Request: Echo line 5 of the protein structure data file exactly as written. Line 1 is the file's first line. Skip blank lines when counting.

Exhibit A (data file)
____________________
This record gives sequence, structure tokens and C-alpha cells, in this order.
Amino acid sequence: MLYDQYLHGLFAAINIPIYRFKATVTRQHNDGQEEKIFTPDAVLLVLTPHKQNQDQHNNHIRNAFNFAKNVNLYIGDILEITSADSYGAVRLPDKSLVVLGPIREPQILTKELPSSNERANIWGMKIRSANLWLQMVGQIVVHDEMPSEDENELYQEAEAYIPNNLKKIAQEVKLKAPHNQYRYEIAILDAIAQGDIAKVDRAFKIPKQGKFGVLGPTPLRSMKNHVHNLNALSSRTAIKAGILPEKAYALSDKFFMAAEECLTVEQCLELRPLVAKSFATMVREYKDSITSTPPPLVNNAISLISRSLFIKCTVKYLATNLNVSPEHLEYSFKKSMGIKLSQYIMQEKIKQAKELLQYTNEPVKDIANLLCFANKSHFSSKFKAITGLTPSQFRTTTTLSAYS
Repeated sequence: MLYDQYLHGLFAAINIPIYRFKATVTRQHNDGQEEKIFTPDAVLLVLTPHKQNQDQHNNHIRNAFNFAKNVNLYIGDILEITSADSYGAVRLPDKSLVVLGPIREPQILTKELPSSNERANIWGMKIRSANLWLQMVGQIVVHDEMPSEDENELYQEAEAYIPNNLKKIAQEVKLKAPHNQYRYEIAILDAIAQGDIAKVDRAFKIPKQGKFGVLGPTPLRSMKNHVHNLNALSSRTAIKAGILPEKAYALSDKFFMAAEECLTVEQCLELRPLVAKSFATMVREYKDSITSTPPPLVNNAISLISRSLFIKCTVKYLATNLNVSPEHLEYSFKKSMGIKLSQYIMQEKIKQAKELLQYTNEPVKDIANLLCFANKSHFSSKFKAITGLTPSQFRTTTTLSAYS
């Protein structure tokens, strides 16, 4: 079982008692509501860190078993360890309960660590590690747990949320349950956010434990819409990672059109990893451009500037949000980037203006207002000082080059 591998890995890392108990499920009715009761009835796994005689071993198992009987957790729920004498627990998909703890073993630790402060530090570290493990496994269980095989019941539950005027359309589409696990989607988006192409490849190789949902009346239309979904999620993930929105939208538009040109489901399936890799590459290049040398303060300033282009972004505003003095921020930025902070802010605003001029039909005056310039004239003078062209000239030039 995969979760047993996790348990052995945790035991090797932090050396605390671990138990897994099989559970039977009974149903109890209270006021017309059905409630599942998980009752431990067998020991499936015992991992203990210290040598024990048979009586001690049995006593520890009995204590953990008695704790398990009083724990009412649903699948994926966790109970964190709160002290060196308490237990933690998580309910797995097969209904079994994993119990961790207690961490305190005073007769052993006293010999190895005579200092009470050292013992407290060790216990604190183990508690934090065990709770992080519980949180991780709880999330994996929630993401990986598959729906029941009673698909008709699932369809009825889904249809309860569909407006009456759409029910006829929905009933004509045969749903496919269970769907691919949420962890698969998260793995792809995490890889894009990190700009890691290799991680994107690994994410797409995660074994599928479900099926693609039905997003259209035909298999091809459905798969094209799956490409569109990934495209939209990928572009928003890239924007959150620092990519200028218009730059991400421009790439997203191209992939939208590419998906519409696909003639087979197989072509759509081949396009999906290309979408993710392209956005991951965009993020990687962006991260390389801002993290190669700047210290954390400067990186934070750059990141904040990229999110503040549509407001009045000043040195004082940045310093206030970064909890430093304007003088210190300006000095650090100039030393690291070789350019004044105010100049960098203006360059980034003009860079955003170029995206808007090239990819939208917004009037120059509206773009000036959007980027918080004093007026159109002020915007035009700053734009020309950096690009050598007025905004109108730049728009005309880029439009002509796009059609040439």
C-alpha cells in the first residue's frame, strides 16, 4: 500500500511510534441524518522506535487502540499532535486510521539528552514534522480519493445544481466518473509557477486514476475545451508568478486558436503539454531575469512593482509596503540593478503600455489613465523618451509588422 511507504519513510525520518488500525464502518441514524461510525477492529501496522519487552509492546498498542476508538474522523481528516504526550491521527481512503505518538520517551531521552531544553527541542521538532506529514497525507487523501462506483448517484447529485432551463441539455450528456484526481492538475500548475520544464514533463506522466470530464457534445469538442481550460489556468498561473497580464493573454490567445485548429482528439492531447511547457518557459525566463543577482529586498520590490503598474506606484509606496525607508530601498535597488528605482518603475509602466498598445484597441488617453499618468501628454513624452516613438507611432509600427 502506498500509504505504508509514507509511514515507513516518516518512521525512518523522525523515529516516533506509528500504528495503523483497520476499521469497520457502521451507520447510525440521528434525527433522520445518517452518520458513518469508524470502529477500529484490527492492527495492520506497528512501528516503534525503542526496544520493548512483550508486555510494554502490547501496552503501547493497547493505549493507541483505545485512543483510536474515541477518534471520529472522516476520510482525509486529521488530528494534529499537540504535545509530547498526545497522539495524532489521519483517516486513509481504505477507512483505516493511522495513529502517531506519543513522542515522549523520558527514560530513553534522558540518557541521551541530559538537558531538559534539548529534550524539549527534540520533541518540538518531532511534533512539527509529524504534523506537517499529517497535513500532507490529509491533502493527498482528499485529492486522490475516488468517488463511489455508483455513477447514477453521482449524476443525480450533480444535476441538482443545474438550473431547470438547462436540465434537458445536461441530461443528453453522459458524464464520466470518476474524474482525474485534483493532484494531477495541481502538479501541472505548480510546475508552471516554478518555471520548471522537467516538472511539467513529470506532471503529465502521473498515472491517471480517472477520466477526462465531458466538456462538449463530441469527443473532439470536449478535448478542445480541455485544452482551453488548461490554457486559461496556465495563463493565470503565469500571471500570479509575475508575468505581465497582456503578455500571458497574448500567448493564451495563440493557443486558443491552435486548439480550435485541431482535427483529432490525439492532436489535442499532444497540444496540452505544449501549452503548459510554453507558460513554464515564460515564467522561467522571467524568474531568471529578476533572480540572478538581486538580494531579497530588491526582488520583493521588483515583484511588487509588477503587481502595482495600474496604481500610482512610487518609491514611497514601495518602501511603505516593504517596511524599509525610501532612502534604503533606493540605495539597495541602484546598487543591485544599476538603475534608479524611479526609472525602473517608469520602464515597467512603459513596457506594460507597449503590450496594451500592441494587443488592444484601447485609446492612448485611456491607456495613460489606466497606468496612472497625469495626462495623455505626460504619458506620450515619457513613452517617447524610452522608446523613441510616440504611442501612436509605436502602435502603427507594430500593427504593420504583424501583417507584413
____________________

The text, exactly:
C-alpha cells in the first residue's frame, strides 16, 4: 500500500511510534441524518522506535487502540499532535486510521539528552514534522480519493445544481466518473509557477486514476475545451508568478486558436503539454531575469512593482509596503540593478503600455489613465523618451509588422 511507504519513510525520518488500525464502518441514524461510525477492529501496522519487552509492546498498542476508538474522523481528516504526550491521527481512503505518538520517551531521552531544553527541542521538532506529514497525507487523501462506483448517484447529485432551463441539455450528456484526481492538475500548475520544464514533463506522466470530464457534445469538442481550460489556468498561473497580464493573454490567445485548429482528439492531447511547457518557459525566463543577482529586498520590490503598474506606484509606496525607508530601498535597488528605482518603475509602466498598445484597441488617453499618468501628454513624452516613438507611432509600427 502506498500509504505504508509514507509511514515507513516518516518512521525512518523522525523515529516516533506509528500504528495503523483497520476499521469497520457502521451507520447510525440521528434525527433522520445518517452518520458513518469508524470502529477500529484490527492492527495492520506497528512501528516503534525503542526496544520493548512483550508486555510494554502490547501496552503501547493497547493505549493507541483505545485512543483510536474515541477518534471520529472522516476520510482525509486529521488530528494534529499537540504535545509530547498526545497522539495524532489521519483517516486513509481504505477507512483505516493511522495513529502517531506519543513522542515522549523520558527514560530513553534522558540518557541521551541530559538537558531538559534539548529534550524539549527534540520533541518540538518531532511534533512539527509529524504534523506537517499529517497535513500532507490529509491533502493527498482528499485529492486522490475516488468517488463511489455508483455513477447514477453521482449524476443525480450533480444535476441538482443545474438550473431547470438547462436540465434537458445536461441530461443528453453522459458524464464520466470518476474524474482525474485534483493532484494531477495541481502538479501541472505548480510546475508552471516554478518555471520548471522537467516538472511539467513529470506532471503529465502521473498515472491517471480517472477520466477526462465531458466538456462538449463530441469527443473532439470536449478535448478542445480541455485544452482551453488548461490554457486559461496556465495563463493565470503565469500571471500570479509575475508575468505581465497582456503578455500571458497574448500567448493564451495563440493557443486558443491552435486548439480550435485541431482535427483529432490525439492532436489535442499532444497540444496540452505544449501549452503548459510554453507558460513554464515564460515564467522561467522571467524568474531568471529578476533572480540572478538581486538580494531579497530588491526582488520583493521588483515583484511588487509588477503587481502595482495600474496604481500610482512610487518609491514611497514601495518602501511603505516593504517596511524599509525610501532612502534604503533606493540605495539597495541602484546598487543591485544599476538603475534608479524611479526609472525602473517608469520602464515597467512603459513596457506594460507597449503590450496594451500592441494587443488592444484601447485609446492612448485611456491607456495613460489606466497606468496612472497625469495626462495623455505626460504619458506620450515619457513613452517617447524610452522608446523613441510616440504611442501612436509605436502602435502603427507594430500593427504593420504583424501583417507584413